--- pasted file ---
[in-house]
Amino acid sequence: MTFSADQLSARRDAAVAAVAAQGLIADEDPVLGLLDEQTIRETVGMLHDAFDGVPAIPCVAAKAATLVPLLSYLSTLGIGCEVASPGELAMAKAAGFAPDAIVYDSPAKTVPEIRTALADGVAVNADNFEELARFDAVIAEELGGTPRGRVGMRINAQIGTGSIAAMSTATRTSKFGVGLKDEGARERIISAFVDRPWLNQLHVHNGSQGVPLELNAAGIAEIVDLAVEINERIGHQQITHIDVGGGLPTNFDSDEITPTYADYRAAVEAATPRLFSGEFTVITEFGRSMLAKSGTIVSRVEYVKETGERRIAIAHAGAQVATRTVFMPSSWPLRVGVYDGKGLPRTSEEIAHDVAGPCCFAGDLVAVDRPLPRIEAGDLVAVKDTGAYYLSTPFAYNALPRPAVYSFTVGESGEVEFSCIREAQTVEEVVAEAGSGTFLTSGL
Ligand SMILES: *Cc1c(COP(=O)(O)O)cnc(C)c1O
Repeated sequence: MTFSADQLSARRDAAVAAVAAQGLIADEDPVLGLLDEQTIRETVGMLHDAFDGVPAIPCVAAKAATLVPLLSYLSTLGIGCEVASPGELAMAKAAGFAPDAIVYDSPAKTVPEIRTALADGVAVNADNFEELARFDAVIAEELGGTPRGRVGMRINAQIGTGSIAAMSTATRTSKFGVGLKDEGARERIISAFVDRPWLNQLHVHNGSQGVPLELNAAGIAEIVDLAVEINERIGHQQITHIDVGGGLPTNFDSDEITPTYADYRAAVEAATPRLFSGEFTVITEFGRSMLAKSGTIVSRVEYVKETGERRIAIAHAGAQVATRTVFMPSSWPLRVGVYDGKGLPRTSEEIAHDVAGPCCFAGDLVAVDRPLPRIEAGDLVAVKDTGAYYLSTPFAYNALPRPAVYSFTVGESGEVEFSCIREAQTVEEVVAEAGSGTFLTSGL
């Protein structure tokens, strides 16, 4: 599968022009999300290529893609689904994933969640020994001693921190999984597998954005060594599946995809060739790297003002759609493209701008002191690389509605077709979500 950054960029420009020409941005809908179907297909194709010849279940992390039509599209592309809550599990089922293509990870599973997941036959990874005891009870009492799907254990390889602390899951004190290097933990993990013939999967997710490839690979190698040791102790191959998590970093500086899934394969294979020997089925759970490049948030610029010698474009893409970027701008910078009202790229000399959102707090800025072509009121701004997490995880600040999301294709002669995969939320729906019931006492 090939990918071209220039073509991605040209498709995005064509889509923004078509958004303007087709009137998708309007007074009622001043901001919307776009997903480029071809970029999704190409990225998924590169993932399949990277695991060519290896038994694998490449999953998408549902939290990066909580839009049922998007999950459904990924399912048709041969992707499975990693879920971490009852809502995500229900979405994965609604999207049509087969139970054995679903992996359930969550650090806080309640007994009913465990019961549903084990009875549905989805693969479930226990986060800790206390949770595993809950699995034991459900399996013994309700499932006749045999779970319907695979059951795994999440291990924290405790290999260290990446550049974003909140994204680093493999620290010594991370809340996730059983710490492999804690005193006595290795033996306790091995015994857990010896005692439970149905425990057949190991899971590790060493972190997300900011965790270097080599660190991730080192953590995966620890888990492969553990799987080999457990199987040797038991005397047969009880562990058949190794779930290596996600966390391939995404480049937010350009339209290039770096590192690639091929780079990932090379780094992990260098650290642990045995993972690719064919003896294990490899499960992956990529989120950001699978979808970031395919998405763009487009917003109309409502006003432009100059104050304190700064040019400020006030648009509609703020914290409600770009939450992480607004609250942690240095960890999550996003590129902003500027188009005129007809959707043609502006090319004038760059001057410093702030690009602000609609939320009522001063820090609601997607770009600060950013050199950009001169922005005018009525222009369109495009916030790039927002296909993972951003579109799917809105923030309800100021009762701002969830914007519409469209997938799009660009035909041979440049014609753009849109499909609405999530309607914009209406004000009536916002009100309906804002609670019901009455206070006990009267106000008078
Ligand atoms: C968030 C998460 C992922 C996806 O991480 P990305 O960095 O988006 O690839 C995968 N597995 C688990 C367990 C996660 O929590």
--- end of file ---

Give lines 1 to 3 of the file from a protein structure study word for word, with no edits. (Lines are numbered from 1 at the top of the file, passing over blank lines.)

[in-house]
Amino acid sequence: MTFSADQLSARRDAAVAAVAAQGLIADEDPVLGLLDEQTIRETVGMLHDAFDGVPAIPCVAAKAATLVPLLSYLSTLGIGCEVASPGELAMAKAAGFAPDAIVYDSPAKTVPEIRTALADGVAVNADNFEELARFDAVIAEELGGTPRGRVGMRINAQIGTGSIAAMSTATRTSKFGVGLKDEGARERIISAFVDRPWLNQLHVHNGSQGVPLELNAAGIAEIVDLAVEINERIGHQQITHIDVGGGLPTNFDSDEITPTYADYRAAVEAATPRLFSGEFTVITEFGRSMLAKSGTIVSRVEYVKETGERRIAIAHAGAQVATRTVFMPSSWPLRVGVYDGKGLPRTSEEIAHDVAGPCCFAGDLVAVDRPLPRIEAGDLVAVKDTGAYYLSTPFAYNALPRPAVYSFTVGESGEVEFSCIREAQTVEEVVAEAGSGTFLTSGL
Ligand SMILES: *Cc1c(COP(=O)(O)O)cnc(C)c1O